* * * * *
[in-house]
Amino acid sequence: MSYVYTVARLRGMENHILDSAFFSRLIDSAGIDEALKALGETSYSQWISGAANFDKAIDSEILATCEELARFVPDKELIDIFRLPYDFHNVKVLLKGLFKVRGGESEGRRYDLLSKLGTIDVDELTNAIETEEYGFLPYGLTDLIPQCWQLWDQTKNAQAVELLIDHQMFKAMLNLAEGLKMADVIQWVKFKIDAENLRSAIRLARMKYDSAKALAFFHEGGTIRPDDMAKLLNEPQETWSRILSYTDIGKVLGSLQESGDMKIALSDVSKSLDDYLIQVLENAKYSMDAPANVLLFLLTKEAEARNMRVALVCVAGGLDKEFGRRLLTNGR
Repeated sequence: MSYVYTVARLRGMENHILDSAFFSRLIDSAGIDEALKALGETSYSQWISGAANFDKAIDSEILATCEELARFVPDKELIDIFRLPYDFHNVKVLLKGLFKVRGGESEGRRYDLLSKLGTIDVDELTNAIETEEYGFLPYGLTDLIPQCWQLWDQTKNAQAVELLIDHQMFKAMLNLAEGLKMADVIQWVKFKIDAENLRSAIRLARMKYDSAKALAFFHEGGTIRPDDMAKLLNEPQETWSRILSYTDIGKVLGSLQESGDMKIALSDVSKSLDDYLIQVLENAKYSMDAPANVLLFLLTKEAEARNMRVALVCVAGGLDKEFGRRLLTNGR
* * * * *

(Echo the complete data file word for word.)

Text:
[in-house]
Amino acid sequence: MSYVYTVARLRGMENHILDSAFFSRLIDSAGIDEALKALGETSYSQWISGAANFDKAIDSEILATCEELARFVPDKELIDIFRLPYDFHNVKVLLKGLFKVRGGESEGRRYDLLSKLGTIDVDELTNAIETEEYGFLPYGLTDLIPQCWQLWDQTKNAQAVELLIDHQMFKAMLNLAEGLKMADVIQWVKFKIDAENLRSAIRLARMKYDSAKALAFFHEGGTIRPDDMAKLLNEPQETWSRILSYTDIGKVLGSLQESGDMKIALSDVSKSLDDYLIQVLENAKYSMDAPANVLLFLLTKEAEARNMRVALVCVAGGLDKEFGRRLLTNGR
Repeated sequence: MSYVYTVARLRGMENHILDSAFFSRLIDSAGIDEALKALGETSYSQWISGAANFDKAIDSEILATCEELARFVPDKELIDIFRLPYDFHNVKVLLKGLFKVRGGESEGRRYDLLSKLGTIDVDELTNAIETEEYGFLPYGLTDLIPQCWQLWDQTKNAQAVELLIDHQMFKAMLNLAEGLKMADVIQWVKFKIDAENLRSAIRLARMKYDSAKALAFFHEGGTIRPDDMAKLLNEPQETWSRILSYTDIGKVLGSLQESGDMKIALSDVSKSLDDYLIQVLENAKYSMDAPANVLLFLLTKEAEARNMRVALVCVAGGLDKEFGRRLLTNGR